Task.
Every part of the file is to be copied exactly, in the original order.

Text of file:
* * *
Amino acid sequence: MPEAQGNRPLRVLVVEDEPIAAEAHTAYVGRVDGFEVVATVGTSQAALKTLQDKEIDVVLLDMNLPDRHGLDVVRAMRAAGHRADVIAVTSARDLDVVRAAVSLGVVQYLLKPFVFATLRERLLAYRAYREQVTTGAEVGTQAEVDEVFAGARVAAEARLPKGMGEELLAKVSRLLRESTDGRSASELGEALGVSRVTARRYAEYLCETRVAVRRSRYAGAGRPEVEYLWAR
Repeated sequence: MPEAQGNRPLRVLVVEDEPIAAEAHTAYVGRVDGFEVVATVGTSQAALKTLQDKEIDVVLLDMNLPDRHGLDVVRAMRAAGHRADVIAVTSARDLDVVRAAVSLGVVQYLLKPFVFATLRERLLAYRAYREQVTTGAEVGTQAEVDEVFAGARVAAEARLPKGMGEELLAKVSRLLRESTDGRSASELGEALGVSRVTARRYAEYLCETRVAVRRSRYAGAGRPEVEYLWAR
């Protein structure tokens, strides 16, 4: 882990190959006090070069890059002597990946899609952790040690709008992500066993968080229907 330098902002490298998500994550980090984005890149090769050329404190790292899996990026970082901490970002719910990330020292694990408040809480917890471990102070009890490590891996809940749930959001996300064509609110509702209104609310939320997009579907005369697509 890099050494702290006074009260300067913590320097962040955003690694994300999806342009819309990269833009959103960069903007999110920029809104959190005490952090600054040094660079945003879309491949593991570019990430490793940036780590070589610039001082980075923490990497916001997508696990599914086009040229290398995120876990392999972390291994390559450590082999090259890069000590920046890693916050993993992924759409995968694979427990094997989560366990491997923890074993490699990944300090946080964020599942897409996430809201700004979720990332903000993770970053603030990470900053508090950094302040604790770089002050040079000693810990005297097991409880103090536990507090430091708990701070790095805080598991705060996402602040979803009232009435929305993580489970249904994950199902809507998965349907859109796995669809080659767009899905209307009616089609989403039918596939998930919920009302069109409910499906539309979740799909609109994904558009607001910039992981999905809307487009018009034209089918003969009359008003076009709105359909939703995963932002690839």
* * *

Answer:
Amino acid sequence: MPEAQGNRPLRVLVVEDEPIAAEAHTAYVGRVDGFEVVATVGTSQAALKTLQDKEIDVVLLDMNLPDRHGLDVVRAMRAAGHRADVIAVTSARDLDVVRAAVSLGVVQYLLKPFVFATLRERLLAYRAYREQVTTGAEVGTQAEVDEVFAGARVAAEARLPKGMGEELLAKVSRLLRESTDGRSASELGEALGVSRVTARRYAEYLCETRVAVRRSRYAGAGRPEVEYLWAR
Repeated sequence: MPEAQGNRPLRVLVVEDEPIAAEAHTAYVGRVDGFEVVATVGTSQAALKTLQDKEIDVVLLDMNLPDRHGLDVVRAMRAAGHRADVIAVTSARDLDVVRAAVSLGVVQYLLKPFVFATLRERLLAYRAYREQVTTGAEVGTQAEVDEVFAGARVAAEARLPKGMGEELLAKVSRLLRESTDGRSASELGEALGVSRVTARRYAEYLCETRVAVRRSRYAGAGRPEVEYLWAR
């Protein structure tokens, strides 16, 4: 882990190959006090070069890059002597990946899609952790040690709008992500066993968080229907 330098902002490298998500994550980090984005890149090769050329404190790292899996990026970082901490970002719910990330020292694990408040809480917890471990102070009890490590891996809940749930959001996300064509609110509702209104609310939320997009579907005369697509 890099050494702290006074009260300067913590320097962040955003690694994300999806342009819309990269833009959103960069903007999110920029809104959190005490952090600054040094660079945003879309491949593991570019990430490793940036780590070589610039001082980075923490990497916001997508696990599914086009040229290398995120876990392999972390291994390559450590082999090259890069000590920046890693916050993993992924759409995968694979427990094997989560366990491997923890074993490699990944300090946080964020599942897409996430809201700004979720990332903000993770970053603030990470900053508090950094302040604790770089002050040079000693810990005297097991409880103090536990507090430091708990701070790095805080598991705060996402602040979803009232009435929305993580489970249904994950199902809507998965349907859109796995669809080659767009899905209307009616089609989403039918596939998930919920009302069109409910499906539309979740799909609109994904558009607001910039992981999905809307487009018009034209089918003969009359008003076009709105359909939703995963932002690839």